Perfect is the enemy of good is an old proverb from Voltaire which asserts that a drive for perfectionism can actually prevent you from accomplishing a task at all when a good result could be achieved with significantly less effort. Perfect results are limited by the law of diminishing returns, so setting the bar at perfection will generally result in escalating costs and timelines in execution.
This reality runs contrary to the natural tendencies of many people and many organizations who constantly drive for the perfect result or absolute completion of a task. Unfortunately in a world of increasing pace, competition, and disruptive innovation a drive for perfection is more likely to result in negative returns and a toxic blaming culture than have any positive benefits.
While I am a firm believer in outrageous goals as a mechanism to drive new thought patterns, one has to be conscious that often a good result that doesn’t achieve an outrageous goal is far better than a perfect result in achieving an incremental goal.
As Voltaire suggests, good is more than sufficient in most cases.
I believe however that Voltaire hasn’t gone far enough in solving the problem given out current world of instant communication, large social networks, and agile product development. Sometimes adequate or “good enough” is all you need to deliver great results.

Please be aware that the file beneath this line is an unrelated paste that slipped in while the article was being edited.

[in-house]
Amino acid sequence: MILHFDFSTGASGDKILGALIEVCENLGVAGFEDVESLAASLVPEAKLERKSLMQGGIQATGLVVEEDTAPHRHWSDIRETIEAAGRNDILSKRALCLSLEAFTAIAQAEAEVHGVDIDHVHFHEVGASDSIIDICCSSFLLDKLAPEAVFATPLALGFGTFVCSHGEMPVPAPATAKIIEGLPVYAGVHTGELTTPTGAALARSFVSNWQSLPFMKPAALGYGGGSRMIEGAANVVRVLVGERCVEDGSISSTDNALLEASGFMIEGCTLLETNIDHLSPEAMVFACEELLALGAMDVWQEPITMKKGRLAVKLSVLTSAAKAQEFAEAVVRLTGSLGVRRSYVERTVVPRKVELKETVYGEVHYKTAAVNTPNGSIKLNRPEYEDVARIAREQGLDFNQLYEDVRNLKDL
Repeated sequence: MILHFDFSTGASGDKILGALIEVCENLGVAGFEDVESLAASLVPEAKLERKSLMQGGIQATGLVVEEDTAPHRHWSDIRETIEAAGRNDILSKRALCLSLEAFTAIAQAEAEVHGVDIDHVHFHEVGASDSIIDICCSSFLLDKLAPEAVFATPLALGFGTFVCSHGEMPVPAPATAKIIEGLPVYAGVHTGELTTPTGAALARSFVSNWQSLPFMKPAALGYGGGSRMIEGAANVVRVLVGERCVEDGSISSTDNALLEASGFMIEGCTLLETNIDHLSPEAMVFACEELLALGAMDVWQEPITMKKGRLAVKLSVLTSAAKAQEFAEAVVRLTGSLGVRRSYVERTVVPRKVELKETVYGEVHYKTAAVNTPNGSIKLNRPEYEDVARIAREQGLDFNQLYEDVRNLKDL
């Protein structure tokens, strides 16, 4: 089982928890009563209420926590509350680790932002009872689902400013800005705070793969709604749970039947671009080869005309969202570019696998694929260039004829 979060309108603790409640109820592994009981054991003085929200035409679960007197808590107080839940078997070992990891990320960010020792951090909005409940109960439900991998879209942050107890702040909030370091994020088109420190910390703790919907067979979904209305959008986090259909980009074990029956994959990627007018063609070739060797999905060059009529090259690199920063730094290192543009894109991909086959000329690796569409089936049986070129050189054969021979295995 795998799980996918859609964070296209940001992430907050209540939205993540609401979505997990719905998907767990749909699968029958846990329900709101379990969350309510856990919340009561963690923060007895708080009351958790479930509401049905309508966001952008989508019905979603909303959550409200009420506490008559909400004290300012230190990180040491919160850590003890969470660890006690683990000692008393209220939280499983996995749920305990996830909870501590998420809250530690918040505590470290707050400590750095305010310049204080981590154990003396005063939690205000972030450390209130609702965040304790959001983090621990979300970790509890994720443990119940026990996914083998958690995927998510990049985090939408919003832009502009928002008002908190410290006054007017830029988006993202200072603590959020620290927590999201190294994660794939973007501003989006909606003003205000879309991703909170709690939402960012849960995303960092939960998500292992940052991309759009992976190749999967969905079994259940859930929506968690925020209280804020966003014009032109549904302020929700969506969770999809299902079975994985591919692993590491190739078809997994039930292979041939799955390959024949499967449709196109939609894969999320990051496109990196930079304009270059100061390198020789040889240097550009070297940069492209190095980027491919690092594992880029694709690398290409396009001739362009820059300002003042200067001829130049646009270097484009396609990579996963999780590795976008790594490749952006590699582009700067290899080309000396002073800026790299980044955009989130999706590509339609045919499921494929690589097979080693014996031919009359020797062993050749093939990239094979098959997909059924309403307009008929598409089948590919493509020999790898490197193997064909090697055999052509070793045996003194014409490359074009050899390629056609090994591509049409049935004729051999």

Google has made a practice of releasing products to the world that aren’t yet perfect. Most of their products live in Beta release for years after the public starts using them. Google has adopted a “good enough” model of Innovation and development and in so doing have been able to lead the market, adapt quickly to actual customer usage of their products, and create immense shareholder wealth.
In many of our organizations we spend so much time trying to drive to a perfect or even good solution to a problem when taking an adequate approach would not only provide a significant proportion of the business value we are seeking, but also provide us valuable insights into the problem itself at a fraction of the cost of the good or perfect solution. Leveraging design concepts like rapid prototyping can deliver phenomenal value at almost no cost.
Whether you are working on a product or service problem or innovation, rapid protoyping can provide valuable insights into both the results you can expect from a solution option as well as provide surprising clarity into the problem you’re trying to solve.
Even very basic approaches like Lego or foam construction of a physical model or role playing a service experience can deliver the knowledge you need to increase the business value you generate when you execute. Rapid prototyping and good old trial and error doesn’t have to be sophisticated (nor should it be in most cases) – it just has to he “good enough” to generate some new insights.
Let the golden rule of problem solving be:
Don’t let perfect be the enemy of good.
But if you truly want to be at the front end of the curve in your industry go one step further and set your golden rule as:
Don’t let good be the enemy of “good enough”
I challenge all leaders to leverage the concept of “Good Enough to Great” with your teams and organizations. Extraordinary results await you.
Tim Empringham, MBA
Tim Empringham is a passionate advocate for Innovation in organizations of all sizes as a mechanism to drive growth, create uncontested market space, create new customer value, and drive efficiency into the internal organization. His focus is on disruption of thinking and markets through integrative thinking, structured Innovation frameworks, and leadership development of Innovation and Change leaders within the organization.